You want to bind an object to BEA WebLogic's JNDI implementation.
Use the WebLogic Administration console.
Here are the steps needed to bind a javax.mail.Session object (which I use as an example for this recipe) to WebLogic's JNDI implementation. The advantage of this approach is that the available Session is already configured with elements such as its SMTP host (see Table 25-1). The Session is "ready to go" for the code that will eventually look up and use the object.
Figure 25-4. Configuring a javax.mail.Session type as a JNDI object using the WebLogic Administration console
Now the JNDI object is available to Java programs using the JNDI API and the name you bound the object under. Recipe 25.5 shows how to view the JNDI tree graphically to verify that the object has been bound properly.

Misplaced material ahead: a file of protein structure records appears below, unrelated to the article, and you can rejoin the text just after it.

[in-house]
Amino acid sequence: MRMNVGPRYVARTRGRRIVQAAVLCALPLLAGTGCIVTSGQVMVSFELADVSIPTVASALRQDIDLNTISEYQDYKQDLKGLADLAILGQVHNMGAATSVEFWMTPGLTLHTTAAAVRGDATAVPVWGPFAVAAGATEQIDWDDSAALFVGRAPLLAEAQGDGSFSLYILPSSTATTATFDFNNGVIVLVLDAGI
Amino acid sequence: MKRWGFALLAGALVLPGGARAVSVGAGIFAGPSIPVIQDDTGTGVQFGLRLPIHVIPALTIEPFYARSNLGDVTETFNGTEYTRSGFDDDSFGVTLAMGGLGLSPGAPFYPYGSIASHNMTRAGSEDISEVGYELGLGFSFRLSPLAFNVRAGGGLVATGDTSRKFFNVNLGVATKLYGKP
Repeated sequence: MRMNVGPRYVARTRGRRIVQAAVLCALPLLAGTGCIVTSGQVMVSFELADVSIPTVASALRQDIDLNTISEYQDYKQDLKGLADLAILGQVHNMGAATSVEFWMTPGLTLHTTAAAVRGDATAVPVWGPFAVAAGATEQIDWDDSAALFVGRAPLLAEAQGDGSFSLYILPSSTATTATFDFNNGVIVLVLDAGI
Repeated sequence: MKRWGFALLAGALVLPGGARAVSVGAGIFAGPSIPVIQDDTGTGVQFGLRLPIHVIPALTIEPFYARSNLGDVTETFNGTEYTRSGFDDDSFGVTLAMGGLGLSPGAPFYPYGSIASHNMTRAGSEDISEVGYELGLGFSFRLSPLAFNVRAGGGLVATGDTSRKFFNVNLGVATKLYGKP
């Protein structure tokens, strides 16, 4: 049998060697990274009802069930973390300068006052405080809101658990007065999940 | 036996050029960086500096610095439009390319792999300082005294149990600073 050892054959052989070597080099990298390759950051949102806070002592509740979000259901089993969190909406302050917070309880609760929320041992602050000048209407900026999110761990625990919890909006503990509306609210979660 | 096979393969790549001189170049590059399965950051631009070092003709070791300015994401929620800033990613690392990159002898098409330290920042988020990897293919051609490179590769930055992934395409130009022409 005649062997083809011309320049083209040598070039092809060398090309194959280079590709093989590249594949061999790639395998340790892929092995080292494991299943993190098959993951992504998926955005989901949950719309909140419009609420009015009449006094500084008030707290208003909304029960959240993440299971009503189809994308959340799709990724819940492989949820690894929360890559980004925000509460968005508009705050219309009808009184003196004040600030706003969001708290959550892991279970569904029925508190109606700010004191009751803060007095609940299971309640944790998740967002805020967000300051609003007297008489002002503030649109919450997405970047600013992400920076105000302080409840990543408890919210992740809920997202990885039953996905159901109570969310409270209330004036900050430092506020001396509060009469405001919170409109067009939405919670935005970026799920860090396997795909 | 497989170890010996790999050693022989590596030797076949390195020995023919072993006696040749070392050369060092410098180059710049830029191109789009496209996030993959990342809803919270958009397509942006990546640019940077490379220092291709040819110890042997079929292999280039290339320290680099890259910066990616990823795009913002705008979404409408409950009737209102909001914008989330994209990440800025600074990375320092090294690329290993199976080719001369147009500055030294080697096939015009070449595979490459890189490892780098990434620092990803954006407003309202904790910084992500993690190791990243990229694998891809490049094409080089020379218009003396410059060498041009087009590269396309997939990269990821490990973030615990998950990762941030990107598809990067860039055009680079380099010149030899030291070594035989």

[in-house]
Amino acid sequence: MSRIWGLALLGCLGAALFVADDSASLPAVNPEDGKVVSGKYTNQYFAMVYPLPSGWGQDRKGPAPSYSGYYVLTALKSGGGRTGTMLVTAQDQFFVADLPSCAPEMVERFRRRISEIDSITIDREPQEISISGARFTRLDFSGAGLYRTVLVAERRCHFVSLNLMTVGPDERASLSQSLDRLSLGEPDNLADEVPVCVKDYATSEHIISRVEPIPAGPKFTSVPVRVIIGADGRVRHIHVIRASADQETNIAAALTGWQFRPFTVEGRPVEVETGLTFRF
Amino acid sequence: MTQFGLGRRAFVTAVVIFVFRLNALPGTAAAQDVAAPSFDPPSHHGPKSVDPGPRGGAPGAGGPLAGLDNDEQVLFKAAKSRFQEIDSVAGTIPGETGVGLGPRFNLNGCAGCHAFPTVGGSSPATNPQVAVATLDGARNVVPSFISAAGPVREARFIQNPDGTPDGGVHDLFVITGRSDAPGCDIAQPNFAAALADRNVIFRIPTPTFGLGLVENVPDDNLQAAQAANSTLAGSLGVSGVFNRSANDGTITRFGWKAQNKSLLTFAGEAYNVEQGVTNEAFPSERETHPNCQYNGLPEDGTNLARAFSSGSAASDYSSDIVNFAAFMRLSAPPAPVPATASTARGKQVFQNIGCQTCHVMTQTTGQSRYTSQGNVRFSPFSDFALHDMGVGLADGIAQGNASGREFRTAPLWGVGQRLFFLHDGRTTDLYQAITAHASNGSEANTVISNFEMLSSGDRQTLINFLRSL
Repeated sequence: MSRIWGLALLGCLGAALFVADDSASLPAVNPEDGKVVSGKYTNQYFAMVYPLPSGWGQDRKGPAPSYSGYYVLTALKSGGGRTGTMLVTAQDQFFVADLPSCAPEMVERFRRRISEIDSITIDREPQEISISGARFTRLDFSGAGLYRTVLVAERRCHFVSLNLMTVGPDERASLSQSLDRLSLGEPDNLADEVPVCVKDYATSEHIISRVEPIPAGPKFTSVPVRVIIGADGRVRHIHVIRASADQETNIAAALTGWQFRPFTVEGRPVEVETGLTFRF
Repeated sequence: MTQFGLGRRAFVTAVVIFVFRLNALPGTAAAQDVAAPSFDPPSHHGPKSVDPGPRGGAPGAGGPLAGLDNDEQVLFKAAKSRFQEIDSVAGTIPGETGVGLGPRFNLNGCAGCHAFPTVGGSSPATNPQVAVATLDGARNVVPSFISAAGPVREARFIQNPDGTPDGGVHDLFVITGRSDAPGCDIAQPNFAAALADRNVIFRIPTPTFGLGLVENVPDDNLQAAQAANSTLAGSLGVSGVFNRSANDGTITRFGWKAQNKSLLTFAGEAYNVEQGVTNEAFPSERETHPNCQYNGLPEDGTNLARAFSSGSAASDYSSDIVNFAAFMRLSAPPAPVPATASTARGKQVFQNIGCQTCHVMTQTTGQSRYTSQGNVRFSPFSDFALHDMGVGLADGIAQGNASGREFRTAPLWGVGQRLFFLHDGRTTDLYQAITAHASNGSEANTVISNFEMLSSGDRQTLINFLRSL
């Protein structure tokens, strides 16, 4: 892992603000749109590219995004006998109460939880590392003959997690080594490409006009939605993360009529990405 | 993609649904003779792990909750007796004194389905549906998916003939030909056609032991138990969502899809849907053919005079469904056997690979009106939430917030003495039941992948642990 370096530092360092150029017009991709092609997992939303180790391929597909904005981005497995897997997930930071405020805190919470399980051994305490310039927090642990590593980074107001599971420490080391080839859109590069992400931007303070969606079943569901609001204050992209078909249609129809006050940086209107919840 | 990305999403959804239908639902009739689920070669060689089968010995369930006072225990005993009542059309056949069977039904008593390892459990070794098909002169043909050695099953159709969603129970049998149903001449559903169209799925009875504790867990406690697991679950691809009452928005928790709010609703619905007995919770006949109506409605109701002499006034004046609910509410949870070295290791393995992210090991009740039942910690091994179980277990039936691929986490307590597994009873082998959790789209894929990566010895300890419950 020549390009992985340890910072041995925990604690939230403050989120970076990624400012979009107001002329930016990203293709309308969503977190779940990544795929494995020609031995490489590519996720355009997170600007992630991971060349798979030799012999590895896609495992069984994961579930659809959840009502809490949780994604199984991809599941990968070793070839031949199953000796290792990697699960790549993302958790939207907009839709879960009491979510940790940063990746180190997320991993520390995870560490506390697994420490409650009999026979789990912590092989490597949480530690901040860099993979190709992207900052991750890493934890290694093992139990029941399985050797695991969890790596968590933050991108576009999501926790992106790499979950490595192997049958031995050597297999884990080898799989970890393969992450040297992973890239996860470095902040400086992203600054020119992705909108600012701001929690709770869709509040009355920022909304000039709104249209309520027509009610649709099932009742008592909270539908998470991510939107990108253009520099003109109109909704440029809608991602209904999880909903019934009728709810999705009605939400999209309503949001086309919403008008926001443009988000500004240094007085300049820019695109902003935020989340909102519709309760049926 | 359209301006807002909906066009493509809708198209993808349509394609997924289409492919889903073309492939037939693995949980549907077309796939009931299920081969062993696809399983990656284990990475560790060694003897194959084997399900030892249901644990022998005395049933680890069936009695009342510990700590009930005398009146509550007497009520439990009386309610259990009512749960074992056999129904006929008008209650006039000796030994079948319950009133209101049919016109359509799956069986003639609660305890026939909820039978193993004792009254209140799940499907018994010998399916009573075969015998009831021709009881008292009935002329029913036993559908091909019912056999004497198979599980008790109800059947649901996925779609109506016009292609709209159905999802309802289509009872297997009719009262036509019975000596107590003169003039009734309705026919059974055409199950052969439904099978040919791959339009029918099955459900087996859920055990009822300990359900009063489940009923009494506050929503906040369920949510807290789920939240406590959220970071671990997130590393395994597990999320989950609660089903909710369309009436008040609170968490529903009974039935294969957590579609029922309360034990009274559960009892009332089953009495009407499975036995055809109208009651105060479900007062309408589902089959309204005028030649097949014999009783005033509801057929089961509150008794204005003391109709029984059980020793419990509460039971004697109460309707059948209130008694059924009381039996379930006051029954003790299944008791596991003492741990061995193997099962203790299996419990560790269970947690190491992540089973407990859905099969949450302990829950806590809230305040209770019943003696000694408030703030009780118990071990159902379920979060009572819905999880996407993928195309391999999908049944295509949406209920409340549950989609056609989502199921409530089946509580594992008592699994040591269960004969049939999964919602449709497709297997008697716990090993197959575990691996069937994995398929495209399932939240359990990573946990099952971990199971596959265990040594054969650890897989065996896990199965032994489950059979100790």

Table 25-1. JavaMail properties set for this recipe's Session JNDI object
Recipe 25.6 on accessing a JNDI object with a servlet on WebLogic; Recipe 25.7 on accessing a JNDI object with a JSP on WebLogic; Chapter 2 on on accessing a JNDI object with a JSP on WebLogic; Chapter 2 on deploying web components with WebLogic.